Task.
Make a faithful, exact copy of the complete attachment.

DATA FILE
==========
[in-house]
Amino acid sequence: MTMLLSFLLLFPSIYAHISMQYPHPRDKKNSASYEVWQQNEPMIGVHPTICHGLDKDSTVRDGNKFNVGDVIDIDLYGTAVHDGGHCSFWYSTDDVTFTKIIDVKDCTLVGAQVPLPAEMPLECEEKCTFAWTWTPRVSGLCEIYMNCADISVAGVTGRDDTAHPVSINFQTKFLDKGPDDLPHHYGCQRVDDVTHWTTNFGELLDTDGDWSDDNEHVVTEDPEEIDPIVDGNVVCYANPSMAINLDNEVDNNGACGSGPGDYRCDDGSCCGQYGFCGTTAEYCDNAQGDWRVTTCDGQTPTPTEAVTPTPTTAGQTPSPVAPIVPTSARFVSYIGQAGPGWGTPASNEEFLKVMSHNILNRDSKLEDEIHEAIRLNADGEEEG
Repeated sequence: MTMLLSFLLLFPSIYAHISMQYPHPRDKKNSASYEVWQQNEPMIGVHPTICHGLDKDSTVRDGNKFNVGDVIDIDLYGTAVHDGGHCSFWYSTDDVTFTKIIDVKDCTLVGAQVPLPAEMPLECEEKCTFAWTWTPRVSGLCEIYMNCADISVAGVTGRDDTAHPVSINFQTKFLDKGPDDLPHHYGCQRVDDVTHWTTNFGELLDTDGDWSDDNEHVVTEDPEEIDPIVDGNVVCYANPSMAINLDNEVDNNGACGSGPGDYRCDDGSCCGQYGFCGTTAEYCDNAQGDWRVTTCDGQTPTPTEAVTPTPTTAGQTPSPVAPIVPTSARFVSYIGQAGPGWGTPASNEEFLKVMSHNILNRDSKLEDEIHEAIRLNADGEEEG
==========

[in-house]
Amino acid sequence: MTMLLSFLLLFPSIYAHISMQYPHPRDKKNSASYEVWQQNEPMIGVHPTICHGLDKDSTVRDGNKFNVGDVIDIDLYGTAVHDGGHCSFWYSTDDVTFTKIIDVKDCTLVGAQVPLPAEMPLECEEKCTFAWTWTPRVSGLCEIYMNCADISVAGVTGRDDTAHPVSINFQTKFLDKGPDDLPHHYGCQRVDDVTHWTTNFGELLDTDGDWSDDNEHVVTEDPEEIDPIVDGNVVCYANPSMAINLDNEVDNNGACGSGPGDYRCDDGSCCGQYGFCGTTAEYCDNAQGDWRVTTCDGQTPTPTEAVTPTPTTAGQTPSPVAPIVPTSARFVSYIGQAGPGWGTPASNEEFLKVMSHNILNRDSKLEDEIHEAIRLNADGEEEG
Repeated sequence: MTMLLSFLLLFPSIYAHISMQYPHPRDKKNSASYEVWQQNEPMIGVHPTICHGLDKDSTVRDGNKFNVGDVIDIDLYGTAVHDGGHCSFWYSTDDVTFTKIIDVKDCTLVGAQVPLPAEMPLECEEKCTFAWTWTPRVSGLCEIYMNCADISVAGVTGRDDTAHPVSINFQTKFLDKGPDDLPHHYGCQRVDDVTHWTTNFGELLDTDGDWSDDNEHVVTEDPEEIDPIVDGNVVCYANPSMAINLDNEVDNNGACGSGPGDYRCDDGSCCGQYGFCGTTAEYCDNAQGDWRVTTCDGQTPTPTEAVTPTPTTAGQTPSPVAPIVPTSARFVSYIGQAGPGWGTPASNEEFLKVMSHNILNRDSKLEDEIHEAIRLNADGEEEG